Mike Kinsella is no ordinary man, and his one-man show under the moniker Owen is no ordinary project. Though it’s hard to pinpoint Owen to a genre — with its blend of emo, indie and probably anything else you could conjure up — Kinsella makes it work and never misses. His 10th LP under Owen, The Avalanche, is his most vulnerable yet, and that’s saying a lot for the most openly melancholic, self-deprecatory man in the industry.
Kinsella’s total discography is pages long. Hailing from Illinois and literally being the epitome of midwestern emo, he’s more well-known as the frontman of the groundbreaking math rock group American Football, among a handful of other bands, both past and still making music. Owen released its self-titled debut in 2001 and has aged like a fine wine since.
Owen is cathartic for Kinsella and thought-provoking for those willing to listen. The Avalanche, just like the remainder of Owen’s catalogue, tackles struggling with love, dealing with loss and self-deprecation, but it’s the fine-tuning that makes this album stand out. The older albums have tracks with lengthy instrumentals that can be excessive at times, and while those are invariably lush and never fail to produce an ethereal effect, The Avalanche keeps it concise yet just as dreamy.
The two singles, “A New Muse” and “On With The Show,” were immaculate on their own, yet the other seven tracks practically blow them out of the water. “Headphoned” is the most like Owen’s older content, with Kinsella’s gentle string-plucking and stimulative synths helping to depict what it’s like to turn your music on and forget the world. On “Wanting And Willing,” Kinsella doesn’t know what the girl he loves truly wants and begs her to take a chance on him. Kinsella is one of the greatest songwriters of this generation, and since no track here misses for even a second, The Avalanche is only further proof of that.
Here are the best three tracks from The Avalanche:
3. “Mom And Dead (feat. KC Dalager)”
Kinsella has never concealed his complicated relationship with his dad (see Owen’s “No Language” or American Football’s “Uncomfortably Numb” for reference), but it’s approached a bit differently on “Mom And Dead.” Kinsella never got a proper goodbye from his dad, and there seems to be a perpetual void in his life because of it. He doesn’t know who he is anymore, and with the help of KC Dalager from the indie rock group Now, Now, he’s finally ready to ask the tough, reflective questions: “How long can we exist in between what we say and what we mean?” The delicate guitar and subtle strings are literally restorative.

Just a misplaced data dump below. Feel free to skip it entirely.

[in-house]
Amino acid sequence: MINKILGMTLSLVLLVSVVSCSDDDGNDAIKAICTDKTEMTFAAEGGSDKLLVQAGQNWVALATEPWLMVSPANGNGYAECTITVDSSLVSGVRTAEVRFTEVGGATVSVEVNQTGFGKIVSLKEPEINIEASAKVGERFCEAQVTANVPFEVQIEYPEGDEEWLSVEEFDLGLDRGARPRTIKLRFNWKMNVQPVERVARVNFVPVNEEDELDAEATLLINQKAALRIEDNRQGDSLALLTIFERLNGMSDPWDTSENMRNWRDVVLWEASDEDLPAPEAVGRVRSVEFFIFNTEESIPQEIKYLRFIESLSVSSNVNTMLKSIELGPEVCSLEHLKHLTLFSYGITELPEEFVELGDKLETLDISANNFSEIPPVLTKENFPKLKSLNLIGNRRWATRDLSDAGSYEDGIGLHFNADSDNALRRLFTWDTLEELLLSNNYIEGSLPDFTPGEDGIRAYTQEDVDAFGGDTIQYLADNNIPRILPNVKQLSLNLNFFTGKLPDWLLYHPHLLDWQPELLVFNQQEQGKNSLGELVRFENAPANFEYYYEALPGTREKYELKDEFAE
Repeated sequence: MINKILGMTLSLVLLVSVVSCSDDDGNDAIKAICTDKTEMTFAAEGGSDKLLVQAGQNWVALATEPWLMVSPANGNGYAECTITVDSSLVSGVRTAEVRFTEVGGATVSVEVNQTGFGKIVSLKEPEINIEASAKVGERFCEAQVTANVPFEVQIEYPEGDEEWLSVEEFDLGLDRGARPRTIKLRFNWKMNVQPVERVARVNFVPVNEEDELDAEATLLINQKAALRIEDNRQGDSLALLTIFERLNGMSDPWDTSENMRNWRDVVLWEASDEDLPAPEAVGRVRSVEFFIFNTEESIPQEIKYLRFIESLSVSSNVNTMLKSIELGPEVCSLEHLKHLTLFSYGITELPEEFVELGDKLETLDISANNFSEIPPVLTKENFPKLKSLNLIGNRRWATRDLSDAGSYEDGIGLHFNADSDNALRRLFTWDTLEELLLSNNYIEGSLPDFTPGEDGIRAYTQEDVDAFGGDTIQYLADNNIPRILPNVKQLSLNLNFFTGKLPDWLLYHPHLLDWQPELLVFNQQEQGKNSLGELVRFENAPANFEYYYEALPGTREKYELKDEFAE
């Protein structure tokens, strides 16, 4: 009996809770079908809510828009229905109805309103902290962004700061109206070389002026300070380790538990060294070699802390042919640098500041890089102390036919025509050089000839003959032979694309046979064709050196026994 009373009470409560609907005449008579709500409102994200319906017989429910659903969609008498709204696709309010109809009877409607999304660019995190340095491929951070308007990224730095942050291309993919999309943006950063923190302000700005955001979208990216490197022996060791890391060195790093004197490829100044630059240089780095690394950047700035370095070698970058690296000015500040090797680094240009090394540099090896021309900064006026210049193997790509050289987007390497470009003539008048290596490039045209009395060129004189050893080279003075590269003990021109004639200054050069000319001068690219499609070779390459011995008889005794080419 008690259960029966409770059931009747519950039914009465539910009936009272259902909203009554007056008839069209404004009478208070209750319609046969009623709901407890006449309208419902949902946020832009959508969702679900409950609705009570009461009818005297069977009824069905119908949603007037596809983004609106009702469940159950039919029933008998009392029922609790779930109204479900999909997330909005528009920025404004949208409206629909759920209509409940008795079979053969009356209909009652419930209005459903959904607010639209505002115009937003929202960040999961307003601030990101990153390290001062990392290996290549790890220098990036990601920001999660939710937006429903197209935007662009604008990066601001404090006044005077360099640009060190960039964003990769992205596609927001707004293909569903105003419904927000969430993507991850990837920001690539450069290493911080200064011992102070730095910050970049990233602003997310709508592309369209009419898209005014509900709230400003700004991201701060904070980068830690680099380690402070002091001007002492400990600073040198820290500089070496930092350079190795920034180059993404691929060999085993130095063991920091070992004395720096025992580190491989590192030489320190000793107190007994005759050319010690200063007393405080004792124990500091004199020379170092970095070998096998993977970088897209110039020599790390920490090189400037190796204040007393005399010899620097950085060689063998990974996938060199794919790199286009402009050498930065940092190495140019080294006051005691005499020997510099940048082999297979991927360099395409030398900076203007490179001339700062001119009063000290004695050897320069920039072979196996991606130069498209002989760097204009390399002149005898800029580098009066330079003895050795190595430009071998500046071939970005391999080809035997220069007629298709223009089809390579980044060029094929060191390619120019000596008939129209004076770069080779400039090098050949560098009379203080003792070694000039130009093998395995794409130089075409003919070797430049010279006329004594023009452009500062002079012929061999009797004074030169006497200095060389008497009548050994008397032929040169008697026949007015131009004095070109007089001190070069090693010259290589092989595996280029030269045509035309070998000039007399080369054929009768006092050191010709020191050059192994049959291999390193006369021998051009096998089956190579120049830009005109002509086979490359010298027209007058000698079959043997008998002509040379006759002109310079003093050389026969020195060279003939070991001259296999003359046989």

2. “The Contours”
Kinsella’s vocal tone is out of this world on “The Contours.” As he watches himself stray further and further from the one he loves since their relationship was lacerated due to his own selfishness, he can’t help but hate himself. Surrounded by forlorn drums, strings that are to die for, subdued keys and a gorgeous guitar line, Kinsella admits each obstacle is never overcome, and everything always comes full circle: “I’m in therapy; she’s in therapy / Turns out all the answers are just questions for next week’s sessions.” Despite no progress, he loves her. He knows he has to let her go, but he wants to savor her one last time, pleading, “Can I call you mine for one more night?”
1. “Dead For Days”
This is the most up close and personal we get to knowing Kinsella’s dad and how he has and will continue to impact his son’s state of mind. After having to digest his dad’s death from a head injury — presumably caused by inebriation, as Kinsella has frequently discussed his dad’s alcoholism — Kinsella faded away from his closest friends and wife. The strings and guitar are soothing but seemingly juxtapose Kinsella’s frustration: “The only thing I learned from that man is I’d rather be estranged than next of kin.” As he continues to self-decay, he’s gradually becoming hypocritical, imagining he’ll grow to be just like his dad and experience a similar death. He also has a message for his family: “I’m riding a fine line, an accidental overdose or suicide / Tell my mom she was right all along / And tell my kids this is where my head hit.” The track and its poignant lyrics will echo in your mind for a long time, and it’s the best on The Avalanche.